The Evaluation: Can We Humanize a Dehumanizing Process?Blog / Produced by The High Calling
It’s getting close to that time of year when you have to sit in your boss’s office and he or she rates your performance on a 1 to 5 scale in various aspects of your job. Oh boy.
Or perhaps you're the one who has to pull out those forms from the filing cabinet and, with great trepidation, grade those you supervise on some arbitrary scale. Ugh.
How dehumanizing. Aren’t people more than the numerical grade they receive on an annual evaluation?
Performance evaluations started out as a good idea.
According to Claire Suddath at Bloomberg Business Week (“Performance Reviews: Why Bother?”),
Performance reviews can be traced to the 1930s, when a Harvard Business School professor named Elton Mayo studied the behavior of workers in a Western Electric factory. He found that happiness and productivity were directly related to the social structure of the workplace.
Amen to that. It was a good thing when Americans realized that the workplace is actually comprised of relationships. How helpful for everyone involved to appreciate that each person’s productivity can be increased as their human social interaction is increased. It is a much more healthy work environment when people are not just "hired to do a job" but are managed and mentored as well. So meetings were set up on a regular basis between supervisors and employees to continually evaluate the situation.
So what happened that turned evaluations into a dreadful thing?
In 1950 the U.S. government institutionalized this with the Performance Rating Act, which mandated annual reviews of federal employees. Later laws would tie bonuses and salaries to these assessments.
So what started out as a humanizing turn for the better, lapsed backward into a dehumanizing act.
Matthew Kreider, a former teacher, tells the story (in The Evaluation: In the Principal’s Office) of how his annual evaluation was an extremely anxious event, where “sitting in the principal’s office” felt “like a bloody altar, where all the big, final decisions are made."
Redeeming the annual performance evaluation.
Tom DiDonato, the chief human resources officer at Lear Corporation, says that basing people’s pay on the performance review is “a terrible system.” In the Harvard Business Review blog, he wrote,
Performance reviews that are tied to compensation create a blame-oriented culture. It’s well known that they reinforce hierarchy, undermine collegiality, work against cooperative problem solving, discourage straight talk, and too easily become politicized. They’re self-defeating and demoralizing for all concerned.
So what did they do at the Lear Corporation?
We replaced annual performance reviews with quarterly sessions in which employees talk to their supervisors about their past and future work, with a focus on gaining new skills and mitigating weaknesses … The quarterly review sessions have no connection to decisions on pay. None.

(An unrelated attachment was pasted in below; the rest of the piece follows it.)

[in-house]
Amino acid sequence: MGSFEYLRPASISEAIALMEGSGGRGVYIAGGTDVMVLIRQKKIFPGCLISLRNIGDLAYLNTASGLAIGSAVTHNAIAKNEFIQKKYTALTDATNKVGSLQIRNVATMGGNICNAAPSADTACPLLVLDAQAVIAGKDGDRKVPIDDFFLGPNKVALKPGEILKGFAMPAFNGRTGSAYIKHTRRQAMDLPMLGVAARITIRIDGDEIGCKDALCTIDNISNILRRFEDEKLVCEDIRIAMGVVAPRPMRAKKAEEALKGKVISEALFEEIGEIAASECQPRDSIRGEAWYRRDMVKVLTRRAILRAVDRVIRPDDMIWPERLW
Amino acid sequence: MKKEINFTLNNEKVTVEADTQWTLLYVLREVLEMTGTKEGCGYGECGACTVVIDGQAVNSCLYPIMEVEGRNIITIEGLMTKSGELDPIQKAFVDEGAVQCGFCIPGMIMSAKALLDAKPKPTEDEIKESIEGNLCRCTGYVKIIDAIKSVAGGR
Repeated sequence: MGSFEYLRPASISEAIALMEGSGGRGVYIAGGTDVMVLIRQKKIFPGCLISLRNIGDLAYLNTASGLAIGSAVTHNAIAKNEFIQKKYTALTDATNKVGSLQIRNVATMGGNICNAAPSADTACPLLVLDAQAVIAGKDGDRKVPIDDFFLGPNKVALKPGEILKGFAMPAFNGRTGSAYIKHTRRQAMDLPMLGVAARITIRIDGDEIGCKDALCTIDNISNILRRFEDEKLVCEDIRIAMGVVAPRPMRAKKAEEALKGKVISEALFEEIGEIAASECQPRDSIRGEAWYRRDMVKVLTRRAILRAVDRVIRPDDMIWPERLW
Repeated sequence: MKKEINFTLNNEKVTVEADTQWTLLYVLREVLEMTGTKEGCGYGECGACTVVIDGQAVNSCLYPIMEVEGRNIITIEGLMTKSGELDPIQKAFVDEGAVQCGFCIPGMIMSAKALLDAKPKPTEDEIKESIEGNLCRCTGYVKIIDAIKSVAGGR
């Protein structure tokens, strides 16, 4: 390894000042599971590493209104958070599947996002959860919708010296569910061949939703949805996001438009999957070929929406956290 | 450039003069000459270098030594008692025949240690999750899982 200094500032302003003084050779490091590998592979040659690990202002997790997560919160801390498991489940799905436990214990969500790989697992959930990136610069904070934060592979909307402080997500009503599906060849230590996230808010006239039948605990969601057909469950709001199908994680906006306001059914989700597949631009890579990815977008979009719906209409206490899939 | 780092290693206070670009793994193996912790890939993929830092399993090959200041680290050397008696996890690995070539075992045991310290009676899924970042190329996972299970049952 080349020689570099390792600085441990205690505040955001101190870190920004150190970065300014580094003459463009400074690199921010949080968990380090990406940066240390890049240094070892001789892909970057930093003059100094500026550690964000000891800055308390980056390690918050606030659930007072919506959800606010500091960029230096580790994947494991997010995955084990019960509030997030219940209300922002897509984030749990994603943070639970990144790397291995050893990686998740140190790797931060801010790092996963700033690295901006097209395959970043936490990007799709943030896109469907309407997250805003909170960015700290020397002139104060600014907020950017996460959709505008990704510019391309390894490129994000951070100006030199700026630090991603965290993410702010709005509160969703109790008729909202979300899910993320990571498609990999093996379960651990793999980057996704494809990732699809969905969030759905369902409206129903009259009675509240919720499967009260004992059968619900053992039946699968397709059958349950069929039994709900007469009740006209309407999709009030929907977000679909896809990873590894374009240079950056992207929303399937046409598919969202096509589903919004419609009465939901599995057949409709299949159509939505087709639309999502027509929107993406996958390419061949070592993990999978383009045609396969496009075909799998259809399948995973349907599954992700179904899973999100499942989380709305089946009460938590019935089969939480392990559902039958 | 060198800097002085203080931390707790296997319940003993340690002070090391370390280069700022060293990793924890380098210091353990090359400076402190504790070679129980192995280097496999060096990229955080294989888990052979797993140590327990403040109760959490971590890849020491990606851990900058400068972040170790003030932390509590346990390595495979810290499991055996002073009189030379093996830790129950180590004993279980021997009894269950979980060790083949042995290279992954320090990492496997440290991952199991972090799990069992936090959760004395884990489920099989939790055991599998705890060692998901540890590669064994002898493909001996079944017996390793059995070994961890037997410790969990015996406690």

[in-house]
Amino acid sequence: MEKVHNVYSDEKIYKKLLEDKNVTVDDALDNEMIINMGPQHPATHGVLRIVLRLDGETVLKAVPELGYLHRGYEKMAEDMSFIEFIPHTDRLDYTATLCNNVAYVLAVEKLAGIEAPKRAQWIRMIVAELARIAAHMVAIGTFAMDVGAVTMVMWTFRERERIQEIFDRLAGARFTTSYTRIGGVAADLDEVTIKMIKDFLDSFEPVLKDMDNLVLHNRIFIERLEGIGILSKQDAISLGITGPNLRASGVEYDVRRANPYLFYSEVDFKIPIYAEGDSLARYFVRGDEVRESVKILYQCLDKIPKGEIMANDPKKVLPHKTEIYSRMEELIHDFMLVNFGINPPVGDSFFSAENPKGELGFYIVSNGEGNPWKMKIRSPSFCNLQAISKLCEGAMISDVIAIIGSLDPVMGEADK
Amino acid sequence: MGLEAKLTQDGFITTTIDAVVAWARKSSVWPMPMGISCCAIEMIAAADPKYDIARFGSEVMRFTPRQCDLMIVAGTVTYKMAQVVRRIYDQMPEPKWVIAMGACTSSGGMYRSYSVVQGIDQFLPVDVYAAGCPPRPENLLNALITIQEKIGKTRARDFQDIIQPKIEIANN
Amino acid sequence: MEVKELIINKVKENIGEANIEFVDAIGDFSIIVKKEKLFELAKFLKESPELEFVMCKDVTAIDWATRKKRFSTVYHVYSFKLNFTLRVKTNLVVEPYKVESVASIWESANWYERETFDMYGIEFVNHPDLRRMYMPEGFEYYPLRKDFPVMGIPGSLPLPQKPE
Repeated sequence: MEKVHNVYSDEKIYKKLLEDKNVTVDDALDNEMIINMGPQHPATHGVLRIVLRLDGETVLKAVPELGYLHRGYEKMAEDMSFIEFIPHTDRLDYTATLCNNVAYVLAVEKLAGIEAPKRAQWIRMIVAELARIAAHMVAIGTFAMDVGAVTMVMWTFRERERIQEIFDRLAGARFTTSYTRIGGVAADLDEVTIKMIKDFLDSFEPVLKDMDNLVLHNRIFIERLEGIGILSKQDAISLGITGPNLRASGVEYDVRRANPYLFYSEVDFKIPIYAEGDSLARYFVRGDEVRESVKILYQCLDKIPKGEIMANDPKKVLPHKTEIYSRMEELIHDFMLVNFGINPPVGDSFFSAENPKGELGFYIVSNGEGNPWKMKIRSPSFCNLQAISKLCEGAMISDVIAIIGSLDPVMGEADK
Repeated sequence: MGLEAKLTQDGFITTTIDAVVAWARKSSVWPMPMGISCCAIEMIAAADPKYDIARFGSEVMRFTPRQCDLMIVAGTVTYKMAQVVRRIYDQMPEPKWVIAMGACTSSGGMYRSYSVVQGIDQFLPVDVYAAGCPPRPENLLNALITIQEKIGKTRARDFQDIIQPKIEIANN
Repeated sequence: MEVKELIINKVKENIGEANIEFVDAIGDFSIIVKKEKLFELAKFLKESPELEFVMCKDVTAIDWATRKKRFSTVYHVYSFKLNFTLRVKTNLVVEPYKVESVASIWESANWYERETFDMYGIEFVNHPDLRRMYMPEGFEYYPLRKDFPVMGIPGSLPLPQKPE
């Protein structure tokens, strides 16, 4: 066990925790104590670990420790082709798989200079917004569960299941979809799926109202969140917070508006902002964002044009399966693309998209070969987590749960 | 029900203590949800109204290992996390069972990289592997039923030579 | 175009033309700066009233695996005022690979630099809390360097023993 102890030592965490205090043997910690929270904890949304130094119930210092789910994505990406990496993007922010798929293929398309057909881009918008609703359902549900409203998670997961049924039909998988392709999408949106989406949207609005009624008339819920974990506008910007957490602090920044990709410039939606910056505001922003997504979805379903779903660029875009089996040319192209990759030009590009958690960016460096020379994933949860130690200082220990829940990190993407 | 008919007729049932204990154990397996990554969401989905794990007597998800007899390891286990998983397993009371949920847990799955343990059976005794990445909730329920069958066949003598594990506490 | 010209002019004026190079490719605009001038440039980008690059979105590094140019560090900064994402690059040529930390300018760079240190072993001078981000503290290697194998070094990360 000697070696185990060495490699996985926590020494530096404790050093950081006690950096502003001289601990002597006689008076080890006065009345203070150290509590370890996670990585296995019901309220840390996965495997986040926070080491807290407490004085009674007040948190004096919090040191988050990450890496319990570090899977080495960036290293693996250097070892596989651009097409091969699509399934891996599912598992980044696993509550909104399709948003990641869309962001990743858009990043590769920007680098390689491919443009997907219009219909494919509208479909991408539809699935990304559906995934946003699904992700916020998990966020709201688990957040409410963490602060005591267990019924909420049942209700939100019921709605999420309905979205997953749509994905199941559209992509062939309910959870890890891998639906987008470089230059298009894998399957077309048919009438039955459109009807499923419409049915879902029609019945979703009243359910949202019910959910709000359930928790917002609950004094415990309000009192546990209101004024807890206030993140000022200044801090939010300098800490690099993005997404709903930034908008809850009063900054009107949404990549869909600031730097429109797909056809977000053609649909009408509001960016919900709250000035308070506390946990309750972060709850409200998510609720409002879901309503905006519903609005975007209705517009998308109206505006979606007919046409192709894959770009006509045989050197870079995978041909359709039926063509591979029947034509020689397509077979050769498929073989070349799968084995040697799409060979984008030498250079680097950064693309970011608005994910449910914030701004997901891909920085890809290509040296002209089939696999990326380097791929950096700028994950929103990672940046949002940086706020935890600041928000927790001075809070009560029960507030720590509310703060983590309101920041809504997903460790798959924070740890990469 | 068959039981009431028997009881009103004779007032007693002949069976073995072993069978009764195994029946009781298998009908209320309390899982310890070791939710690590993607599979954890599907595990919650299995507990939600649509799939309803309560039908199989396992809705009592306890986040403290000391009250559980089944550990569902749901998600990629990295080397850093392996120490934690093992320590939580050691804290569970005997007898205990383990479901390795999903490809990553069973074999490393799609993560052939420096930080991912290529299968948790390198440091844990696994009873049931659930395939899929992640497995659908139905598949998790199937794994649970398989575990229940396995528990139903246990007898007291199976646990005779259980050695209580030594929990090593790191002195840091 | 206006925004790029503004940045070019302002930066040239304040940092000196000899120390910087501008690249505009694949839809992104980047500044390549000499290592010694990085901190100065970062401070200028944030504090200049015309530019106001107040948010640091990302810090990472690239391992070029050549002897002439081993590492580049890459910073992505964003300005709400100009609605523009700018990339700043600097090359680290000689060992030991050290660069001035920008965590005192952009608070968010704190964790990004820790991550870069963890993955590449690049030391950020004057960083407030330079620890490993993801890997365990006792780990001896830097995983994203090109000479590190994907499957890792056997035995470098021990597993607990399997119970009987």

Hey, you might think, not all performance evaluations are bad! And you might be right. According to Glynn Young ("The Evaluation: Five Kinds of Supervisor Performance Reviews"), at least one out of five kinds he's seen are really helpful. Glynn gives great, practical examples of how not to do performance reviews (and yes, he does have that one example of “how to do it right”).
No wonder Suddath reports,
A 1997 national survey by the Society for Human Resource Management found that only 5 percent of employees were satisfied (42 percent were dissatisfied) with their companies’ review process. Even those who should be its champion—HR departments—can barely muster enthusiasm. A 2010 Sibson Consulting study found that 58 percent of HR managers dislike their own review systems.
Perhaps this is why so many are saying, “Get rid of the performance review!” as Samuel Culbert, Professor of Management and Organizations at the UCLA Anderson School of Management writes.
To my way of thinking, a one-side-accountable, boss-administered review is little more than a dysfunctional pretense. It’s a negative to corporate performance, an obstacle to straight-talk relationships, and a prime cause of low morale at work. Even the mere knowledge that such an event will take place damages daily communications and teamwork.
Culbert then lists “seven reasons why I find performance reviews ill-advised and bogus.”
A Christian will strive to reduce alienation in work, because all success in humanizing work anticipates—on a small scale and under the conditions of history—the eschatological new creation.
Amanda Hill, in The Evaluation: Lessons from The Apprentice, says that we can indeed give and receive good evaluations, if we do it with honesty and humility.
What can you do to transform the evaluation from that which alienates to that which humanizes? Is it even possible? Can we give people a foretaste of the fullness of God's kingdom with how we approach this annual ritual?
Featured image by Bob Robinson. Used with Permission.